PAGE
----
Nutritional Yeast: Nutrient Powerhouse or Cause for Concern?

by | Updated: March 28th, 2019 | Read time: 2 minutes

Yeast isn’t just for baked goods and beer. There’s another kind of rising star known as nutritional yeast. It has a tangy, cheese-like flavor and can be a versatile addition to many dishes. But as the popularity of this unique food has grown, so have the concerns over its safety.

Bowl of Nutritional Yeast on Teal Background: Decipher the Facts from Fiction |

What is nutritional yeast?

Pure nutritional yeast is grown from sugar cane, molasses or wood pulp and is produced specifically for human consumption. Once the yeast is harvested, it is then heated, making it inactive. In spite of its unusual name and appearance, nutritional yeast can add great flavor to many dishes and boasts an impressive nutrient content.

Is nutritional yeast safe to consume?

With so much information available, it’s hard to determine nutritional yeast facts from fiction. So why not dive deeper into some of the main concerns floating around?

Fiction: Yeast infections are not pleasant and a sign that your body is out of balance. Therefore, consuming yeast can’t be good for you.

Fact: Yeast infections are caused by candida, which is not a good form of yeast. However, nutritional yeast is a completely different strain and, as discussed earlier, is inactive. This means your body treats nutritional yeast as it would any other food.

Fiction: Nutritional yeast is too high in phosphorous, which can lead to a pH imbalance and may cause calcium to be leached from bones.

Fact: While nutritional yeast does contain phosphorous, a person would need to consume an extremely large amount of nutritional yeast on a daily basis in order to reach a level that may be cause for concern. Additionally, as long as you’re consuming a diet balanced in all necessary nutrients – including calcium – you shouldn’t have any issues.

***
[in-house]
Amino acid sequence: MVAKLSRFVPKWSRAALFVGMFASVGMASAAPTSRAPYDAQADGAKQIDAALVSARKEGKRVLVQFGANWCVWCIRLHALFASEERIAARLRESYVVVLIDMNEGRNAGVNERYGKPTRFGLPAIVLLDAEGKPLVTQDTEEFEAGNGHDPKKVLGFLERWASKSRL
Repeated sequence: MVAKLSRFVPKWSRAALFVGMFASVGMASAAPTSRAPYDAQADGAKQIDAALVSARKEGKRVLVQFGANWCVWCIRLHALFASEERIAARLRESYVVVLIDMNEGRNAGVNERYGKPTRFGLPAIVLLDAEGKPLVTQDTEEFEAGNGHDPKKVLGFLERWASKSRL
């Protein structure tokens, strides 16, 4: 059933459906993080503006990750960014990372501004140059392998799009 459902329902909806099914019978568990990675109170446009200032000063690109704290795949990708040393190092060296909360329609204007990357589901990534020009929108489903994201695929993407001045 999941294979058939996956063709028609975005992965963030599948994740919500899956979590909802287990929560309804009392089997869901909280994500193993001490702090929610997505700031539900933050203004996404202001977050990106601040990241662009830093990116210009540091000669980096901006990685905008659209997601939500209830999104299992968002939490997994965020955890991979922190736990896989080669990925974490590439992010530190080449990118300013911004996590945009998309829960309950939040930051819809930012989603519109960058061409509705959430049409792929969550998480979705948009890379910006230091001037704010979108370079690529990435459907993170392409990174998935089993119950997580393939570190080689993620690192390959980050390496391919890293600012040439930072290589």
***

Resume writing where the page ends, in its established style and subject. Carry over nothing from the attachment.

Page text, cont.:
Fiction: Nutritional yeast contains compounds like those found in MSG, which are known to cause health issues.

Fact: Natural yeast, like nutritional yeast, contains glutamic acid, which the body knows to break down into glutamate, a nonessential amino acid. Glutamate becomes a concern when it’s present in the free form and in very large amounts. Many processed foods are high in free glutamate. However, the small amount of glutamic acid in nutritional yeast is not reason to ring the alarm.

Nutritional yeast benefits you’ll eat up

Feeling better about nutritional yeast now? In case you need a few more reasons to give it a try, here are some of the top ways nutritional yeast benefits your health:

  • Just one serving of this low-calorie food is packed with B vitamins, riboflavin, folic acid and niacin. These are micronutrients that many, particularly vegans, struggle to obtain in sufficient quantities.
  • Nutritional yeast is relatively high in protein and fiber.
  • With a distinct flavor, nutritional yeast can be a great cheese substitute in sauces and creams as well as a topping for stovetop popcorn.